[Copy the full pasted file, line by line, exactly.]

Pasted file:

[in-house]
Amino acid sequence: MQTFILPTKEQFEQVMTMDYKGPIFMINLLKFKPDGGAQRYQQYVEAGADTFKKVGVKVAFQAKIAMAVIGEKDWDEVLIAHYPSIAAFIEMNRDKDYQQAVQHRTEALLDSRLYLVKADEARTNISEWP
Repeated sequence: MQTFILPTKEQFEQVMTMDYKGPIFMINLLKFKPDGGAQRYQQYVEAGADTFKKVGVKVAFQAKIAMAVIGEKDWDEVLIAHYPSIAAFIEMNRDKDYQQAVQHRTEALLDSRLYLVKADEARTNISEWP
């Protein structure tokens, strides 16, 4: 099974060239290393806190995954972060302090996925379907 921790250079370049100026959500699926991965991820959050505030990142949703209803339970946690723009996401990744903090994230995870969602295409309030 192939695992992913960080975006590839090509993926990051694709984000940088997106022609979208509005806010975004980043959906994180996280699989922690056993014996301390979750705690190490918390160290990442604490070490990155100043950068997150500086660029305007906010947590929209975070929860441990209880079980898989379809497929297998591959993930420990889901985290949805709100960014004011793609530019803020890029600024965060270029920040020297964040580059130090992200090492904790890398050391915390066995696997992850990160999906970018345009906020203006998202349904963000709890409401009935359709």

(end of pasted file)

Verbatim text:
[in-house]
Amino acid sequence: MQTFILPTKEQFEQVMTMDYKGPIFMINLLKFKPDGGAQRYQQYVEAGADTFKKVGVKVAFQAKIAMAVIGEKDWDEVLIAHYPSIAAFIEMNRDKDYQQAVQHRTEALLDSRLYLVKADEARTNISEWP
Repeated sequence: MQTFILPTKEQFEQVMTMDYKGPIFMINLLKFKPDGGAQRYQQYVEAGADTFKKVGVKVAFQAKIAMAVIGEKDWDEVLIAHYPSIAAFIEMNRDKDYQQAVQHRTEALLDSRLYLVKADEARTNISEWP
């Protein structure tokens, strides 16, 4: 099974060239290393806190995954972060302090996925379907 921790250079370049100026959500699926991965991820959050505030990142949703209803339970946690723009996401990744903090994230995870969602295409309030 192939695992992913960080975006590839090509993926990051694709984000940088997106022609979208509005806010975004980043959906994180996280699989922690056993014996301390979750705690190490918390160290990442604490070490990155100043950068997150500086660029305007906010947590929209975070929860441990209880079980898989379809497929297998591959993930420990889901985290949805709100960014004011793609530019803020890029600024965060270029920040020297964040580059130090992200090492904790890398050391915390066995696997992850990160999906970018345009906020203006998202349904963000709890409401009935359709």